By: Jacqueline Valle
On November 8, 2021, the United States plans to end its COVID-19 travel ban on travelers from certain countries with high infection rates. The US will reopen to fully vaccinated air travelers from all countries.
Foreign nationals traveling for nonessential purposes across the US-Mexico and US-Canada land and ferry borders must also show proof of vaccination as of the November 8 deadline. Essential travelers will not have to show proof of vaccination to cross these borders until January 2022.
Currently, travelers are banned from entering the United States if they have been present in countries with high rates of COVID-19 during the previous 14 days, and if they are not US citizens or green card holders. These countries include European Schengen area countries, the United Kingdom, China, Iran, Ireland, Brazil, South Africa, and India.
Now the United States will require proof of full vaccination against COVID-19 for all international travelers entering the United States, along with proof of a negative COVID-19 test taken within three days prior to boarding their flight to the US. There will be limited exceptions available to this policy for children who are too young to get vaccinated, individuals participating in COVID-19 vaccine trials, and certain individuals facing humanitarian concerns. The White House will release more information regarding which vaccines will be accepted before November 8, 2021.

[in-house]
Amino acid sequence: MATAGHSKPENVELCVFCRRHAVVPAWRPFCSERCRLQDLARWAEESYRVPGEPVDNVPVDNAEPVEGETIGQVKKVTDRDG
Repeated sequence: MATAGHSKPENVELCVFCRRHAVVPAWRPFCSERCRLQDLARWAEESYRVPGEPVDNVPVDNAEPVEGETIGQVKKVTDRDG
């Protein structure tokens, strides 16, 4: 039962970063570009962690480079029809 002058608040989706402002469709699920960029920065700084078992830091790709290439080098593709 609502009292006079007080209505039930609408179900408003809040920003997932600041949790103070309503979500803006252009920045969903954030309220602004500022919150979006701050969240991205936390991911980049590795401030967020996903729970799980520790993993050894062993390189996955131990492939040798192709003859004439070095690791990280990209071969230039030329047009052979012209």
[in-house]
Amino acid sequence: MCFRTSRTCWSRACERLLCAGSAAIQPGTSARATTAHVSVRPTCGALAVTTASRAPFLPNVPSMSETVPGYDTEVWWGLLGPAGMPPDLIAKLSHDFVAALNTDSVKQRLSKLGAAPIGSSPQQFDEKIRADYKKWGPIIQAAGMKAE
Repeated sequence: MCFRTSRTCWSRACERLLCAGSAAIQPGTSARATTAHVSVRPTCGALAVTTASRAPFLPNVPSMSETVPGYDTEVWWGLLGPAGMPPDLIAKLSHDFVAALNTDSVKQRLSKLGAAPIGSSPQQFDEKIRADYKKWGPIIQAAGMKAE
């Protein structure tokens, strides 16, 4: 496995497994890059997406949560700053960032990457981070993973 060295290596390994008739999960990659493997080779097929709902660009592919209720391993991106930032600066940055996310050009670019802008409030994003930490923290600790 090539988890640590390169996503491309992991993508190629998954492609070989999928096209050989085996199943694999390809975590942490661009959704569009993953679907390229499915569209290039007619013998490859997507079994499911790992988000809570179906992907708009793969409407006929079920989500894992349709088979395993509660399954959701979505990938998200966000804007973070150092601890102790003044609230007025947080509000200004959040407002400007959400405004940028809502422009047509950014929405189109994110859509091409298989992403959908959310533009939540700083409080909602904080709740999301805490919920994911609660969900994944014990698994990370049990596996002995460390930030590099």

Additional United States air travel requirements will include:
- Continuing the mask mandate through January 18, 2022.
- Expanding testing requirements prior to departure and post-arrival.
- Requiring contact tracing for airlines.
For case-specific questions on how this new policy impacts your travel, please contact your Chugh, LLP immigration professional. Our team will closely monitor the development of this policy and release updates when they are available.